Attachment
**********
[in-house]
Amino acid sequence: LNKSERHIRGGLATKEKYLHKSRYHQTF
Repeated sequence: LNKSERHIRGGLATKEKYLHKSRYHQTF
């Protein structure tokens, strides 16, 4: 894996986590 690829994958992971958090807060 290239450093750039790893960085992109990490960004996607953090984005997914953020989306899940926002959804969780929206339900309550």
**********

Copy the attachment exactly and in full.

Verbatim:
[in-house]
Amino acid sequence: LNKSERHIRGGLATKEKYLHKSRYHQTF
Repeated sequence: LNKSERHIRGGLATKEKYLHKSRYHQTF
């Protein structure tokens, strides 16, 4: 894996986590 690829994958992971958090807060 290239450093750039790893960085992109990490960004996607953090984005997914953020989306899940926002959804969780929206339900309550």